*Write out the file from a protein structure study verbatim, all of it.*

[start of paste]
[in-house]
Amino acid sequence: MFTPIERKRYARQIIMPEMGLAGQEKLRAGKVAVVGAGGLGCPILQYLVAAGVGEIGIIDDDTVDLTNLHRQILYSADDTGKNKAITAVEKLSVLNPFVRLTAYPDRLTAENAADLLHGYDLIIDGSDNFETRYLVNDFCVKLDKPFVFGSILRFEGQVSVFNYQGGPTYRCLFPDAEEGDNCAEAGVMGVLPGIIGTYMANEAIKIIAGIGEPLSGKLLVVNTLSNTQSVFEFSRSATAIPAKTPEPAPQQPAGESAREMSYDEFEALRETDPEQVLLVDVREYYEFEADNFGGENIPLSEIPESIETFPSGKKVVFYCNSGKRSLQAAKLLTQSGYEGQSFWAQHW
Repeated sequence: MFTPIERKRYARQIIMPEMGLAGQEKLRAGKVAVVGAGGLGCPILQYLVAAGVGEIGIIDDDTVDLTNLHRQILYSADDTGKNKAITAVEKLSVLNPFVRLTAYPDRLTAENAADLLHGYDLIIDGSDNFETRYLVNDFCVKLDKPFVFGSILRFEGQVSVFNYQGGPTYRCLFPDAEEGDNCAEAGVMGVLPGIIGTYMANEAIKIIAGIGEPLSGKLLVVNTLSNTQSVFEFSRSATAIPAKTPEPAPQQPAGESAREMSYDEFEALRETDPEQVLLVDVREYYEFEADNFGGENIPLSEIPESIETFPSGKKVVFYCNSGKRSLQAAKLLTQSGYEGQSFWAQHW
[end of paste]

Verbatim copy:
[in-house]
Amino acid sequence: MFTPIERKRYARQIIMPEMGLAGQEKLRAGKVAVVGAGGLGCPILQYLVAAGVGEIGIIDDDTVDLTNLHRQILYSADDTGKNKAITAVEKLSVLNPFVRLTAYPDRLTAENAADLLHGYDLIIDGSDNFETRYLVNDFCVKLDKPFVFGSILRFEGQVSVFNYQGGPTYRCLFPDAEEGDNCAEAGVMGVLPGIIGTYMANEAIKIIAGIGEPLSGKLLVVNTLSNTQSVFEFSRSATAIPAKTPEPAPQQPAGESAREMSYDEFEALRETDPEQVLLVDVREYYEFEADNFGGENIPLSEIPESIETFPSGKKVVFYCNSGKRSLQAAKLLTQSGYEGQSFWAQHW
Repeated sequence: MFTPIERKRYARQIIMPEMGLAGQEKLRAGKVAVVGAGGLGCPILQYLVAAGVGEIGIIDDDTVDLTNLHRQILYSADDTGKNKAITAVEKLSVLNPFVRLTAYPDRLTAENAADLLHGYDLIIDGSDNFETRYLVNDFCVKLDKPFVFGSILRFEGQVSVFNYQGGPTYRCLFPDAEEGDNCAEAGVMGVLPGIIGTYMANEAIKIIAGIGEPLSGKLLVVNTLSNTQSVFEFSRSATAIPAKTPEPAPQQPAGESAREMSYDEFEALRETDPEQVLLVDVREYYEFEADNFGGENIPLSEIPESIETFPSGKKVVFYCNSGKRSLQAAKLLTQSGYEGQSFWAQHW